Correlation is a vital element in epilepsy research, especially given the condition’s notorious resistance to treatment. With a current ‘rate of translation’ estimated at between seven and nine years, and a translation ‘success rate’ of below 50 per cent, there is room for improvement in the correlative research exploring this intractable condition.
Epilepsy: Animal and Human Correlations offers judiciously selected material with clear correlative relevance. Arranged according to animal studies and related studies in the human population, each chapter covers clinical description, neurophysiology, neurochemistry, neuropathology, and treatment attempts. The human chapters have an additional section detailing studies based on counterpart animal studies, as well as covering promising further research suggested by animal results. The book includes a clear statement of the rationale for future human clinical investigations based on animal results.
The chapters cover animal and human studies related to both simple and complex partial seizures. It covers typical as well as atypical seizures, and includes material on some seizure disorders which resist neat classification. Studies conducted in the primate population receive careful attention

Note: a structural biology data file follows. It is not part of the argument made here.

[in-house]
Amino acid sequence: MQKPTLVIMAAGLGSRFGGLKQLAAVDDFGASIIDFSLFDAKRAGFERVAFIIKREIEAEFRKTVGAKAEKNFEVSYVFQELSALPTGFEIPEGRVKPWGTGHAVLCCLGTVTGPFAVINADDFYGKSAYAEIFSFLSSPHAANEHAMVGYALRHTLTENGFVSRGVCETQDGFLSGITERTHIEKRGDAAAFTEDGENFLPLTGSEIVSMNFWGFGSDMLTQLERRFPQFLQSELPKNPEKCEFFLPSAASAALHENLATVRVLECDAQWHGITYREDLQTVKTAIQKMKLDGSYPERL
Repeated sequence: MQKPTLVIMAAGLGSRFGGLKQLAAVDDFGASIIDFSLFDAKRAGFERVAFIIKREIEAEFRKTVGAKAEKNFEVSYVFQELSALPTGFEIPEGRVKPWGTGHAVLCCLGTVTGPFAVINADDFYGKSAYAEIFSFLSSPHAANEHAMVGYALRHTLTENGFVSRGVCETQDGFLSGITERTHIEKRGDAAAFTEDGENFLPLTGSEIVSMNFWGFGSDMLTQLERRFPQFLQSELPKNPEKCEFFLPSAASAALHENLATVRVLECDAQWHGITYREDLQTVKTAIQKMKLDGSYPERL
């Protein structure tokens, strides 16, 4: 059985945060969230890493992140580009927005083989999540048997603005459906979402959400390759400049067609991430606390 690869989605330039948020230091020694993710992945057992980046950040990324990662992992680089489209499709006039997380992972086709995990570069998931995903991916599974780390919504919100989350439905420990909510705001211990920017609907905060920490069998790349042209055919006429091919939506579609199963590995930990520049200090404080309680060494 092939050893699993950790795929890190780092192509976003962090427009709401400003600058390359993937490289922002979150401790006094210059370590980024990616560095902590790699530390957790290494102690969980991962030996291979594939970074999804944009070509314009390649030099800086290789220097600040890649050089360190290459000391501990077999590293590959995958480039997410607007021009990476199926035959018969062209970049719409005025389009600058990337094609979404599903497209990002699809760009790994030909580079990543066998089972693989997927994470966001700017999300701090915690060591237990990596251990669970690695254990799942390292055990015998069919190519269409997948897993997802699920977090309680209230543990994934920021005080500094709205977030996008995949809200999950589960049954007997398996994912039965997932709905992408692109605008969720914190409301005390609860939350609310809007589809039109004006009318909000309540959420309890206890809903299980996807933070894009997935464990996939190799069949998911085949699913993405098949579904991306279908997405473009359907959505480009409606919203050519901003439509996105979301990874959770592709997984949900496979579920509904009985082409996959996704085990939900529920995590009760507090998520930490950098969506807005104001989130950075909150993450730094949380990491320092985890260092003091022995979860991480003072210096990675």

The work of Dr. David W. McCandless spanned over 35 years of laboratory research into basic mechanisms of various metabolic encephalopathies. He was the Founding Editor of the journal Metabolic Brain Disease (Springer), now in its 27th year. Dr. McCandless served on the faculty or research staff at The University of Vermont College of Medicine, NIH-NINCDS, University of Texas Medical School at Houston, and The Chicago Medical School, and was a visiting professor at Washington University School of Medicine. Most recently, he served as the John J. Sheinin Professor of Anatomy in the Department of Cell Biology and Anatomy at The Chicago Medical School, Rosalind Franklin University, North Chicago, IL, USA.
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